How fast is the current property market rising compared to the past?

Date: 08 August 2013

A lot has been said of the government and Reserve Bank looking to temper the heated property market with LVR caps and other such measures.  Although property values have been growing in Auckland at a stronger rate over the past few years, and many buyers have been struggling with the current market conditions, this may be in no way unusual. 

So, how inflated is the market really?  We can judge this by looking at and comparing how the market has fared over previous property cycles.  The graph below shows the year on year change in property values for every quarter since December 1990. When the line is above zero values are increasing compared to the year before, and when the line is below zero then values are dropping, allowing us to see the peaks and troughs of previous cycles.

Property values increased strongly during the period 1994 and 1996, then dropped slightly during 1998 and 2000. There was another growth period in the years 2002 to 2007, followed by decreasing values in 2008. Values are currently increasing, as they have been since mid 2011.

 

The graph also shows all of the Auckland area, as well as the old Auckland City as it was prior to supercity amalgamation. In the mid 1990's values in Auckland increased 25% year on year in 1994 and 1996. Old Auckland City increased even faster in 1994, a staggering 30% year on year compared to the more modest 14% for all New Zealand.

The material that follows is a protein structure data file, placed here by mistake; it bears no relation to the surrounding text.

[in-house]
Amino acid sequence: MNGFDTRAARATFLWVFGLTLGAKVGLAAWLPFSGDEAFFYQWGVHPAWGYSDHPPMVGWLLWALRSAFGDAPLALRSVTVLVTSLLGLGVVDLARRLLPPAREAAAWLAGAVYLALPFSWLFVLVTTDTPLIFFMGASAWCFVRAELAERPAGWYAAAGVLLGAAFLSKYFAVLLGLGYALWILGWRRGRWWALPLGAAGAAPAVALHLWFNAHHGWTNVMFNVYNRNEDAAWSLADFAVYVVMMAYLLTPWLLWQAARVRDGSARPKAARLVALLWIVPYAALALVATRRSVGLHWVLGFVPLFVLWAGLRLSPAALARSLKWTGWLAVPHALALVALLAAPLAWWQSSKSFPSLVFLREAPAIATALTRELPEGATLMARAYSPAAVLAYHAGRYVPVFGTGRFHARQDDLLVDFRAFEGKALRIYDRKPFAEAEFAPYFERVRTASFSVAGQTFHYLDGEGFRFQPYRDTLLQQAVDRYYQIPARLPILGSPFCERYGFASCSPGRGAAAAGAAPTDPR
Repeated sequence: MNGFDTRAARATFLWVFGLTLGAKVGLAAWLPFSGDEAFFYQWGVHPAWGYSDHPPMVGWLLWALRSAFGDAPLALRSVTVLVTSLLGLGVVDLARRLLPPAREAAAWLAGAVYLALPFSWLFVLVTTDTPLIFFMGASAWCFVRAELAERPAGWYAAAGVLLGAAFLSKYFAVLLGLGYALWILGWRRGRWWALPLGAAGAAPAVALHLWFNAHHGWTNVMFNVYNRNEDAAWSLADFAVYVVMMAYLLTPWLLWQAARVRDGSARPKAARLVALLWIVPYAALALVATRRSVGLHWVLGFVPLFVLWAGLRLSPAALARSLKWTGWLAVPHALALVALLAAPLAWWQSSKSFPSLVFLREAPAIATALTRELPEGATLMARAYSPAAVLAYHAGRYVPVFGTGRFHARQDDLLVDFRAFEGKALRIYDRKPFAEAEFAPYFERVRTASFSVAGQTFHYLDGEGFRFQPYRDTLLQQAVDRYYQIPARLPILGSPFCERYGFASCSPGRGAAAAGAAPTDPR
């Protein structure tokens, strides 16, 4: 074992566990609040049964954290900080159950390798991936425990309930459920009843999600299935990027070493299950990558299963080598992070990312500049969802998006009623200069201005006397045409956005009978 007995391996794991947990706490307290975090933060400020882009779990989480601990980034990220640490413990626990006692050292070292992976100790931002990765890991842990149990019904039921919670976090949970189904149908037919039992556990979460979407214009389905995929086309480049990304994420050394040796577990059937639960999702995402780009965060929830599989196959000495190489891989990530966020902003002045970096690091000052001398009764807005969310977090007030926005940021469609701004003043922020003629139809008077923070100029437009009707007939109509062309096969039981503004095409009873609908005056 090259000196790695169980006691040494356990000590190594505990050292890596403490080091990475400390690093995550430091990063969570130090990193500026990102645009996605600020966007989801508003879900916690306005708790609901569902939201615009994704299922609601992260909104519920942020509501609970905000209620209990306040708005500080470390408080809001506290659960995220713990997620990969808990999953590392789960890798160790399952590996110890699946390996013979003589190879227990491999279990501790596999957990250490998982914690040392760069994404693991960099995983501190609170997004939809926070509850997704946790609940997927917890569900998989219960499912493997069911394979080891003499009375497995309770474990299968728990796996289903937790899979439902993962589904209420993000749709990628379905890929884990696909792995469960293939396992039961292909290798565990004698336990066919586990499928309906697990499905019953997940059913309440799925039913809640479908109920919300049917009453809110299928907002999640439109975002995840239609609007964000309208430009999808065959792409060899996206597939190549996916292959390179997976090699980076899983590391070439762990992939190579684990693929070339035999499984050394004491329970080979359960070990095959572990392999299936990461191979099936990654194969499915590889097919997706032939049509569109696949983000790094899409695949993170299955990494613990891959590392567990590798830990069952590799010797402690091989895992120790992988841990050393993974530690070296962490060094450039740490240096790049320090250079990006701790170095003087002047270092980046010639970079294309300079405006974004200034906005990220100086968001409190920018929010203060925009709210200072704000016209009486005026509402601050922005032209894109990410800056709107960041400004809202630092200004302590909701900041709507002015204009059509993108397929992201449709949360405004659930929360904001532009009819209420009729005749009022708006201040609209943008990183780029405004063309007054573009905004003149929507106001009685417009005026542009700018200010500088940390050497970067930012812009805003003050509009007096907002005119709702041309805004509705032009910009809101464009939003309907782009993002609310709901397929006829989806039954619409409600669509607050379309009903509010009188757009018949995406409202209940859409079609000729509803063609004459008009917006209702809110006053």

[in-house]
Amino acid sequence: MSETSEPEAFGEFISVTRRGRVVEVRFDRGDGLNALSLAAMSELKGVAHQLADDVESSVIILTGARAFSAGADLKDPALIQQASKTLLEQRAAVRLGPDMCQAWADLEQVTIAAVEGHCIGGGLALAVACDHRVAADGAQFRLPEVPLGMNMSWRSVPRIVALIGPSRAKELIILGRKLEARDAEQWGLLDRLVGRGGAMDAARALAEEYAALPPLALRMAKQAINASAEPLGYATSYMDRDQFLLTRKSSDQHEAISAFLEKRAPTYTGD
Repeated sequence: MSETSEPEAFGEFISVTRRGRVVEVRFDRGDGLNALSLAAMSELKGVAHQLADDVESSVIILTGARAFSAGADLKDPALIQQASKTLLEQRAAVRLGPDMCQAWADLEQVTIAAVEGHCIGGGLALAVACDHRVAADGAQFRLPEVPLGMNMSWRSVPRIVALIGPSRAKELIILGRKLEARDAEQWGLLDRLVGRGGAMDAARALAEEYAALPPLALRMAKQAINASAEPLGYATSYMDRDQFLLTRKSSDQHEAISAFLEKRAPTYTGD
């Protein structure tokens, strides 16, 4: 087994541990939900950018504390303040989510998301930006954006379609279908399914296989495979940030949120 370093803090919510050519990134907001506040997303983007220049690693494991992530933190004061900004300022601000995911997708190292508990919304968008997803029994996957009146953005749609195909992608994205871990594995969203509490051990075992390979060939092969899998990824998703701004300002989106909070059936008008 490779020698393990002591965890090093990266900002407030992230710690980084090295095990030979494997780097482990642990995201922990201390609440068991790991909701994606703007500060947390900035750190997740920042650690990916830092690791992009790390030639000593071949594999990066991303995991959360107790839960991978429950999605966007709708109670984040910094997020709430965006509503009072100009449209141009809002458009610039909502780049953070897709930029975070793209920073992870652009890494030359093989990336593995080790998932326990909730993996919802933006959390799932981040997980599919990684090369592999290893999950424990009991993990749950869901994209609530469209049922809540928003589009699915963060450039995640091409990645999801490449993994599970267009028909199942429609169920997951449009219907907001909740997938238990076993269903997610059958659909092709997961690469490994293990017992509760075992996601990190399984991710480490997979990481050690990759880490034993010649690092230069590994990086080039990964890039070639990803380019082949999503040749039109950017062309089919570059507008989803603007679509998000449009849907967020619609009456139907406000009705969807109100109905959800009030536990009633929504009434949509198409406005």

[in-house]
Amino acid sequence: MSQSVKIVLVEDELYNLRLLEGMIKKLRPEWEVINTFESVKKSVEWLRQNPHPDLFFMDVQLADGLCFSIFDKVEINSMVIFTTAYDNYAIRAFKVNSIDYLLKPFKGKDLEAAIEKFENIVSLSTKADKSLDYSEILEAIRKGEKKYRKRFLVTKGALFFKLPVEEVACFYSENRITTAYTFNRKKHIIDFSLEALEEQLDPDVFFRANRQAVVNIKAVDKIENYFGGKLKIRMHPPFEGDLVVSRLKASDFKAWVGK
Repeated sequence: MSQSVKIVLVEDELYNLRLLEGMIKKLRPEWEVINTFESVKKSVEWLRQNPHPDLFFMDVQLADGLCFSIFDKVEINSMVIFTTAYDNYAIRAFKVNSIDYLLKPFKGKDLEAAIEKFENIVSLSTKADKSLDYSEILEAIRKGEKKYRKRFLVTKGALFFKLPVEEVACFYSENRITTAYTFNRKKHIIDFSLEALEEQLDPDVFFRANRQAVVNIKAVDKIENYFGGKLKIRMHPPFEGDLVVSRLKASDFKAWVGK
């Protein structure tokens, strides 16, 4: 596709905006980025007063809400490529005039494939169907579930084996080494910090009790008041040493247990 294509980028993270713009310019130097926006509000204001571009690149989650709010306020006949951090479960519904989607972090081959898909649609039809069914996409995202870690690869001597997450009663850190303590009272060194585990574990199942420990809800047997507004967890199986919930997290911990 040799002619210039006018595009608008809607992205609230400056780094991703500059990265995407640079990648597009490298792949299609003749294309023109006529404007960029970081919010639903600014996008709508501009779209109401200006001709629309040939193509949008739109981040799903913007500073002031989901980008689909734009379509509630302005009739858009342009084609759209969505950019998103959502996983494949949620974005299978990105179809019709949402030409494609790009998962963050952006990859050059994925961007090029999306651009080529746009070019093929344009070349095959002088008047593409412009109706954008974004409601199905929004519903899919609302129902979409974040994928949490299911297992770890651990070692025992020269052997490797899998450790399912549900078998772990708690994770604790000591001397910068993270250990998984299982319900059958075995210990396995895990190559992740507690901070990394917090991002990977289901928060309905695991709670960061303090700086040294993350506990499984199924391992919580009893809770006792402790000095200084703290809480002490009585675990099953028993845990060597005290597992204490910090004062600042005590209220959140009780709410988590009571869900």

During 2003 values in Auckland again increased at 25% or more, but then during the period 2004 to 2007 it increased slower than the rest of New Zealand.

As it stood as at March 2013, the annual increase in values for Auckland area and old Auckland City was around 13%, with New Zealand sitting even further behind at less than 10%.  This reflects that values in Auckland have been increasing strongly for the past couple of years, as they have in Canterbury, while the rest of New Zealand has been substantially subdued.

The current rate of increase in Auckland, at around 13%, is well below the previous two property cycles. This suggests that if we are in the middle of another cycle of growth, and if this cycle reflects the previous two cycles, then we could expect values to increase nearly twice as fast as they currently are in the coming years.

The current increase in Auckland values can be attributed to a number of factors, including a shortage of properties, a lack of listings, increased demand due to migration and natural population growth, mortgage interest rates at historically low levels, Kiwisaver incentives for first home buyers, property investors active again on the promise of capital gains, and an overall increase in consumer confidence. There is little quantitive evidence to measure the relative effects of each of these factors, but they are all likely to be contributing to the growing market.

Of course the current economic climate is not the same as it was in previous cycles, so we can't just assume that because values increased by 25% to 30% in previous cycles that it is reasonable to expect them to do the same now. However we should be clear that the current rate of property value increase is by no means exceptional or unusual.

Tags: property, property information, property reports, valuations, PropertyIQ, data, analytics,